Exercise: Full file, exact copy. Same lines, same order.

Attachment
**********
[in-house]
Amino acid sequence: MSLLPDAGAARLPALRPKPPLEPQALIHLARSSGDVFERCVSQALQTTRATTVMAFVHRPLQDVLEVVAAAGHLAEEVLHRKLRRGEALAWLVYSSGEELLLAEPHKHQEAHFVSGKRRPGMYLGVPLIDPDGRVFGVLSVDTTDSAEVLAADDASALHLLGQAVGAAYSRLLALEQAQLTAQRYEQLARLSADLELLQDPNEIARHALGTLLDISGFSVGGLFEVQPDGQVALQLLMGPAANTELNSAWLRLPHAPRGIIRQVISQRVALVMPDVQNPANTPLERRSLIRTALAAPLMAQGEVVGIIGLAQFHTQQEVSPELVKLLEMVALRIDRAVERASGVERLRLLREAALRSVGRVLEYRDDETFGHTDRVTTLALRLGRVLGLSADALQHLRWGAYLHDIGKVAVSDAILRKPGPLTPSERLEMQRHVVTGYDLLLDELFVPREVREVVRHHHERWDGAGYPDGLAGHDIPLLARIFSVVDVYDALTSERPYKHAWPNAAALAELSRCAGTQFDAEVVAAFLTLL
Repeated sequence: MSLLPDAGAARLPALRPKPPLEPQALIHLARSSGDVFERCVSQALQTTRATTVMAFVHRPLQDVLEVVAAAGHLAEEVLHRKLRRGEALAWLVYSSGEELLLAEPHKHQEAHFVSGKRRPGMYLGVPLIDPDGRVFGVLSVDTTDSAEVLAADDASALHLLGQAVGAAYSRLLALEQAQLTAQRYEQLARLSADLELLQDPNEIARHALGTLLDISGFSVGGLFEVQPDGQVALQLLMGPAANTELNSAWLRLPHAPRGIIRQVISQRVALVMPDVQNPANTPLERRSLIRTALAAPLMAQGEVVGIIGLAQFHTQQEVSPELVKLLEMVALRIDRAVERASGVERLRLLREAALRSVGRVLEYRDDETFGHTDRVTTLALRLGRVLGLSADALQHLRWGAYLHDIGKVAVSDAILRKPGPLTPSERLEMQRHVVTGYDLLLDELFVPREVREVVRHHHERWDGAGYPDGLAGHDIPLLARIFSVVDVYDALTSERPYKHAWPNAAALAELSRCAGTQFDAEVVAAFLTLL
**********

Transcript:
[in-house]
Amino acid sequence: MSLLPDAGAARLPALRPKPPLEPQALIHLARSSGDVFERCVSQALQTTRATTVMAFVHRPLQDVLEVVAAAGHLAEEVLHRKLRRGEALAWLVYSSGEELLLAEPHKHQEAHFVSGKRRPGMYLGVPLIDPDGRVFGVLSVDTTDSAEVLAADDASALHLLGQAVGAAYSRLLALEQAQLTAQRYEQLARLSADLELLQDPNEIARHALGTLLDISGFSVGGLFEVQPDGQVALQLLMGPAANTELNSAWLRLPHAPRGIIRQVISQRVALVMPDVQNPANTPLERRSLIRTALAAPLMAQGEVVGIIGLAQFHTQQEVSPELVKLLEMVALRIDRAVERASGVERLRLLREAALRSVGRVLEYRDDETFGHTDRVTTLALRLGRVLGLSADALQHLRWGAYLHDIGKVAVSDAILRKPGPLTPSERLEMQRHVVTGYDLLLDELFVPREVREVVRHHHERWDGAGYPDGLAGHDIPLLARIFSVVDVYDALTSERPYKHAWPNAAALAELSRCAGTQFDAEVVAAFLTLL
Repeated sequence: MSLLPDAGAARLPALRPKPPLEPQALIHLARSSGDVFERCVSQALQTTRATTVMAFVHRPLQDVLEVVAAAGHLAEEVLHRKLRRGEALAWLVYSSGEELLLAEPHKHQEAHFVSGKRRPGMYLGVPLIDPDGRVFGVLSVDTTDSAEVLAADDASALHLLGQAVGAAYSRLLALEQAQLTAQRYEQLARLSADLELLQDPNEIARHALGTLLDISGFSVGGLFEVQPDGQVALQLLMGPAANTELNSAWLRLPHAPRGIIRQVISQRVALVMPDVQNPANTPLERRSLIRTALAAPLMAQGEVVGIIGLAQFHTQQEVSPELVKLLEMVALRIDRAVERASGVERLRLLREAALRSVGRVLEYRDDETFGHTDRVTTLALRLGRVLGLSADALQHLRWGAYLHDIGKVAVSDAILRKPGPLTPSERLEMQRHVVTGYDLLLDELFVPREVREVVRHHHERWDGAGYPDGLAGHDIPLLARIFSVVDVYDALTSERPYKHAWPNAAALAELSRCAGTQFDAEVVAAFLTLL